Upstream, a composition for electric violin and jazz band by Charles Nichols, an assistant professor in the School of Performing Arts, received its premiere on December 1. The work, along with Nichols’s piece Chicken and Grits, was performed by the Washington and Jefferson Jazz Ensemble at the Olin Fine Arts Center at Washington and Jefferson College in Washington, Pennsylvania.

Paul Steger, a professor of theatre and director of the School of Performing Arts, was elected to the Board of Trustees of the National Theatre Conference. The National Theatre Conference is composed of distinguished members of the American Theatre Community who represent both professional and academic theatre institutions as well as independent artists.

Ivica Ico Bukvic, an associate professor in the School of Performing Arts/music, and Greg Earle, Electrical and Computer Engineering, were awarded funding from the National Science Foundation for the project titled “Spatial Audio Data Immersive Experience (SADIE)” in order to pursue research to investigate how immersive sound can be used to develop a better understanding of complex systems. The project will use the 129-loudspeaker spatially distributed immersive sound system in the Cube in the Moss Arts Center.

Or Be Forever Fallen, a composition for amplified string quartet, computer, and video by Charles Nichols, an assistant professor in the School of Performing Arts, with video artist Zach Duer, received its premiere on November 16. The work was performed by the Beo String Quartet in the Moss Arts Center.

Members of the Virginia Tech Percussion Ensemble, directed by Annie Stevens, an assistant professor in the School of Performing Arts, won the University Chamber Percussion Ensemble Competition, which took place November 14–17 at the Percussive Arts Society International Convention in Indianapolis, Indiana. The all-undergraduate ensemble competed against groups, including graduate student ensembles, from 14 other universities across the country.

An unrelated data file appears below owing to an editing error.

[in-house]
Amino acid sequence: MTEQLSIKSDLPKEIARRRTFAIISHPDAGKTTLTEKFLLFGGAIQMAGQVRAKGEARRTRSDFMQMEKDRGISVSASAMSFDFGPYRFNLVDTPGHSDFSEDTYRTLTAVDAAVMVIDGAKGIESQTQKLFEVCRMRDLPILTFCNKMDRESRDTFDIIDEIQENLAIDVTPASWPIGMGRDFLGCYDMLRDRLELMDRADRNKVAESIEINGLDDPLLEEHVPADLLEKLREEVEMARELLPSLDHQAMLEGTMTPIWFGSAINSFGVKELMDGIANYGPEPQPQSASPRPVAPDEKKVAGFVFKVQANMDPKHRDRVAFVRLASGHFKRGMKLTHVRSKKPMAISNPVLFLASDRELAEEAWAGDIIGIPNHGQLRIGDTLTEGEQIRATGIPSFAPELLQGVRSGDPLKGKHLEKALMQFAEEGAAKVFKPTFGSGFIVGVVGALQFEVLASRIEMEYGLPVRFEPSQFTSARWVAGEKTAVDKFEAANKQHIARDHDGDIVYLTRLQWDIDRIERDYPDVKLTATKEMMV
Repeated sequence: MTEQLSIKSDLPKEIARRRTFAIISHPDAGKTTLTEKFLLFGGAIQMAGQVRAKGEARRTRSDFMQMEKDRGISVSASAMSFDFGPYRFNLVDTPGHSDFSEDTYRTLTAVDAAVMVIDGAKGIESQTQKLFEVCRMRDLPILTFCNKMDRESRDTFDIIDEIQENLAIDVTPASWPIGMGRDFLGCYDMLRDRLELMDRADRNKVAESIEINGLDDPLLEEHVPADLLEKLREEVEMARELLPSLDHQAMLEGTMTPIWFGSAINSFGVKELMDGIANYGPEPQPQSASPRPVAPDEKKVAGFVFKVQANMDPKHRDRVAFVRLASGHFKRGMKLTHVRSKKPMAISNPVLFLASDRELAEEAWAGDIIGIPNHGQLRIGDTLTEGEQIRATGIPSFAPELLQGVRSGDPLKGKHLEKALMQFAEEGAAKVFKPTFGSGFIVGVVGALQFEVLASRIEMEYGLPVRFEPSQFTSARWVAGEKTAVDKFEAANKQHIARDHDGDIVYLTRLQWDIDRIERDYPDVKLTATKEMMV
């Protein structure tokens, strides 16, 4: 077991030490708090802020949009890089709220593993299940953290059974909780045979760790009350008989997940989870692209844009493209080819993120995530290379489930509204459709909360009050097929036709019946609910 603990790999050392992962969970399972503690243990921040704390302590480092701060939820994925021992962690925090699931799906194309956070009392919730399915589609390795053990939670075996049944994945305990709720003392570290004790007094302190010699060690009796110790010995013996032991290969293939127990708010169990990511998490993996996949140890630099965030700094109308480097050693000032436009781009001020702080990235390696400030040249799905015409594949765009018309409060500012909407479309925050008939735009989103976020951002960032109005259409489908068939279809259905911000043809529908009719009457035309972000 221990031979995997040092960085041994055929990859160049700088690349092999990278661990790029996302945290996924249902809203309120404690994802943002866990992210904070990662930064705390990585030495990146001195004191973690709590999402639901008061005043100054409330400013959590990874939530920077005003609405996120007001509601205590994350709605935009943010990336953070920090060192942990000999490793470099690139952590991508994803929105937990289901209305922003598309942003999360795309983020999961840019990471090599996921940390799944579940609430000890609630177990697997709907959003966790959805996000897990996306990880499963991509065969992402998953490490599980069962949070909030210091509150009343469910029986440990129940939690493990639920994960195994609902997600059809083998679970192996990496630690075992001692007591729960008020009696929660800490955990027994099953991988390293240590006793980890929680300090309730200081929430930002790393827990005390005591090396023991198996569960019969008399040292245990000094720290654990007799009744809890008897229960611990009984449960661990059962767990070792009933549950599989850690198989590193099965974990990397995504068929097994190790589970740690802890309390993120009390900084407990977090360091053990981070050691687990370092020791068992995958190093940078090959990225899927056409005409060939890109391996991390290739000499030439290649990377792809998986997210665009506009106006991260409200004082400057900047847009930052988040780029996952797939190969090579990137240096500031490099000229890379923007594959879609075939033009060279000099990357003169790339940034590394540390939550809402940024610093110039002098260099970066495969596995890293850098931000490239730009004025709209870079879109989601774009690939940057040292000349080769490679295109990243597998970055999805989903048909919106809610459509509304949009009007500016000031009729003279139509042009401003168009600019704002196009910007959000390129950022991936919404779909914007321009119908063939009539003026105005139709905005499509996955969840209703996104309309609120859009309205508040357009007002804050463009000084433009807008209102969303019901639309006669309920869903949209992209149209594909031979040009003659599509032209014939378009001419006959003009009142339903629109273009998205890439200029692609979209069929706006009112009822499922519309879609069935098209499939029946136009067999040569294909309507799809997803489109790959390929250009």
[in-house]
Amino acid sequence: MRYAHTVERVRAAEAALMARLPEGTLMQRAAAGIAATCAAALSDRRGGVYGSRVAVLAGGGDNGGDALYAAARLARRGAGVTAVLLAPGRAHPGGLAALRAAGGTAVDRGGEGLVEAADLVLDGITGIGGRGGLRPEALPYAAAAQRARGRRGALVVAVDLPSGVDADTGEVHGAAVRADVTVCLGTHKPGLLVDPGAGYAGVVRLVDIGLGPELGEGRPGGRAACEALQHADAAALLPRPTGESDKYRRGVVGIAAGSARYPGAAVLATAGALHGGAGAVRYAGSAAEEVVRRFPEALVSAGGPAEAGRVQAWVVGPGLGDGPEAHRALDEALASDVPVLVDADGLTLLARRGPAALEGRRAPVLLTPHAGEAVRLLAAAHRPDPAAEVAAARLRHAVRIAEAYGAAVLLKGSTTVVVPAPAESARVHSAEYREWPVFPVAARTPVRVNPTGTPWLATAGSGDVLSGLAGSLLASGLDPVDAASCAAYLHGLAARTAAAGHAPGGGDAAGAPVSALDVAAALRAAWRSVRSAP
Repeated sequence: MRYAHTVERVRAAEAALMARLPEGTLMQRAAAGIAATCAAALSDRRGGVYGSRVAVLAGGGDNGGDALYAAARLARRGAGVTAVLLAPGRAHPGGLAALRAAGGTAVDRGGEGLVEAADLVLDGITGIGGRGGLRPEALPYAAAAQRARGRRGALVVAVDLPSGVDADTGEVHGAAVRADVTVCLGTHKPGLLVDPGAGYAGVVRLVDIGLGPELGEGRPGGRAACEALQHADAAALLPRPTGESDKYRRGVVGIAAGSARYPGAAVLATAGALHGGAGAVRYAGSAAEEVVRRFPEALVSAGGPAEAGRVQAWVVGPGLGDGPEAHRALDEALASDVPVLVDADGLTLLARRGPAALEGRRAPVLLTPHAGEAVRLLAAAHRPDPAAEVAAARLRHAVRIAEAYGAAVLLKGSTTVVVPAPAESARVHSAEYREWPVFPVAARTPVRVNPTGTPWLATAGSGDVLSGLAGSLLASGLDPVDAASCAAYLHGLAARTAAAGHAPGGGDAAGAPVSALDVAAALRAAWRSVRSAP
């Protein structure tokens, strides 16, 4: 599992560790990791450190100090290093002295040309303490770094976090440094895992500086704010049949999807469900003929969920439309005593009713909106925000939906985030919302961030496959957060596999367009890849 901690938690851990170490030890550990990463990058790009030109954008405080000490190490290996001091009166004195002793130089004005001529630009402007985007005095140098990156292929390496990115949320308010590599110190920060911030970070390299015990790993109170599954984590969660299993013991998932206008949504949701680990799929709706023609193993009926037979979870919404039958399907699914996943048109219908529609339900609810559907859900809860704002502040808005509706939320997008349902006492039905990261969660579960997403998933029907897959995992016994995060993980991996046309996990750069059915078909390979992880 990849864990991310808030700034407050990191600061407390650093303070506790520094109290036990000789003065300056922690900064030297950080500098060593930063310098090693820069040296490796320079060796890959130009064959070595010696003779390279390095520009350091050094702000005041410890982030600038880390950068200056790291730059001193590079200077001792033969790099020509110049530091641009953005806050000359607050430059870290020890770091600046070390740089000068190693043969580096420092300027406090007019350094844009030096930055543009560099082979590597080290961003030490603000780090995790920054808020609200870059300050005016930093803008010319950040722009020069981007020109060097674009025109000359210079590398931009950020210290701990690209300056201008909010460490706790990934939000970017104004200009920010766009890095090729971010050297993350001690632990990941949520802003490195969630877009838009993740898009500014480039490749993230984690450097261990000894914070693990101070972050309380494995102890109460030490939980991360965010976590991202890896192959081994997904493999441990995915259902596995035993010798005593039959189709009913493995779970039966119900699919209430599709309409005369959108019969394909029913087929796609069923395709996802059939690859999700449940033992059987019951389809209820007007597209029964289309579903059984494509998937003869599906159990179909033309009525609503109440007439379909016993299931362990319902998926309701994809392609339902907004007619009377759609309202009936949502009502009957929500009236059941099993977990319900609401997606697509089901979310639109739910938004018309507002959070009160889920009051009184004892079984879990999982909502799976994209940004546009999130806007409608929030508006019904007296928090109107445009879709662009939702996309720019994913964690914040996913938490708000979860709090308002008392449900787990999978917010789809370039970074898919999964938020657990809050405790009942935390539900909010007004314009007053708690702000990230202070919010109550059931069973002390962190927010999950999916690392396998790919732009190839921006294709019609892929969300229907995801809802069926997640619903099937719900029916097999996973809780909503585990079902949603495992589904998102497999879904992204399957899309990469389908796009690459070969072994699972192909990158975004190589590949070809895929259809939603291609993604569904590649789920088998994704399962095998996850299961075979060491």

Pianist Richard Masters, a professor in the School of Performing Arts, performed works by Heinrich Biber, Philip Glass, and Johannes Brahms with violinist Emily Ondracek-Peterson at Metropolitan State University in Denver, Colorado, on October 27.

Stephen Prince, a professor in the School of Performing Arts, published A Dream of Resistance: The Cinema of Kobayashi Masaki (New Brunswick, New Jersey: Rutgers University Press, 2017).

Annie Stevens, an assistant professor in the School of Performing Arts, presented an outreach concert with her percussion duo, Escape Ten, and Ivan Trevino in San Antonio, Texas, as part of the College Music Society’s National Conference. The duo commissioned Trevino to compose a piece influenced by his Tejano heritage, which led to a storytelling concert with the audience about Trevino’s experiences growing up as a Mexican American.

School of Performing Arts faculty members John Irrera, Nicole Paglialonga, Brian Thorsett, and Alan Weinstein presented the world premiere of “Two Campion Songs” by Brian Holmes as well as works by Strozzi, Buxtehude, Muhly, and Vaughan Williams at the Music on Mondays concert on September 11.

David McKee,  a senior instructor in the School of Performing Arts, was the recipient of the Shenandoah University 2017 Distinguished Alumnus Award for Lifetime Achievement. McKee has served as director of the Marching Virginians for 32 years; he also conducts the University Symphony Band and teaches aural skills. The award was presented to McKee on October 13 at Shenandoah University in Winchester, Virginia.

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